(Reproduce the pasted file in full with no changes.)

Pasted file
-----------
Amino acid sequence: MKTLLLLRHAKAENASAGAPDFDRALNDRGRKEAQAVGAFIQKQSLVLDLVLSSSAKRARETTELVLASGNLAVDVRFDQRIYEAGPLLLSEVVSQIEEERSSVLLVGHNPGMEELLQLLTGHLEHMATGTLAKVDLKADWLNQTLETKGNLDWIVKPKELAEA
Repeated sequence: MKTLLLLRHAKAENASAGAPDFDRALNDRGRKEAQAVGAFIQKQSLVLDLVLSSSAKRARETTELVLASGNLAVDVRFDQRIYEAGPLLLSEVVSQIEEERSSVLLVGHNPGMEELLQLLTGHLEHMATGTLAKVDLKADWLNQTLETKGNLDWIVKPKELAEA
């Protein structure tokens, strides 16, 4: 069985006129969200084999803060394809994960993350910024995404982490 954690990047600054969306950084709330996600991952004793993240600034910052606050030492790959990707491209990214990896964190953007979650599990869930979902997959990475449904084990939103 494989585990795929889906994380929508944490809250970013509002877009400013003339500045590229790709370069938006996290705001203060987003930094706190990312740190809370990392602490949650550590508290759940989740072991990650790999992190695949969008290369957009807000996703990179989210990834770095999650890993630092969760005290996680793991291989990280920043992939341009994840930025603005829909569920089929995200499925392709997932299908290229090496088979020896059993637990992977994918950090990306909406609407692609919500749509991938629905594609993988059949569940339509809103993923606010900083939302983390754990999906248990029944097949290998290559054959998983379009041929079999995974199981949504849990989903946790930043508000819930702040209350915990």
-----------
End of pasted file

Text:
Amino acid sequence: MKTLLLLRHAKAENASAGAPDFDRALNDRGRKEAQAVGAFIQKQSLVLDLVLSSSAKRARETTELVLASGNLAVDVRFDQRIYEAGPLLLSEVVSQIEEERSSVLLVGHNPGMEELLQLLTGHLEHMATGTLAKVDLKADWLNQTLETKGNLDWIVKPKELAEA
Repeated sequence: MKTLLLLRHAKAENASAGAPDFDRALNDRGRKEAQAVGAFIQKQSLVLDLVLSSSAKRARETTELVLASGNLAVDVRFDQRIYEAGPLLLSEVVSQIEEERSSVLLVGHNPGMEELLQLLTGHLEHMATGTLAKVDLKADWLNQTLETKGNLDWIVKPKELAEA
């Protein structure tokens, strides 16, 4: 069985006129969200084999803060394809994960993350910024995404982490 954690990047600054969306950084709330996600991952004793993240600034910052606050030492790959990707491209990214990896964190953007979650599990869930979902997959990475449904084990939103 494989585990795929889906994380929508944490809250970013509002877009400013003339500045590229790709370069938006996290705001203060987003930094706190990312740190809370990392602490949650550590508290759940989740072991990650790999992190695949969008290369957009807000996703990179989210990834770095999650890993630092969760005290996680793991291989990280920043992939341009994840930025603005829909569920089929995200499925392709997932299908290229090496088979020896059993637990992977994918950090990306909406609407692609919500749509991938629905594609993988059949569940339509809103993923606010900083939302983390754990999906248990029944097949290998290559054959998983379009041929079999995974199981949504849990989903946790930043508000819930702040209350915990």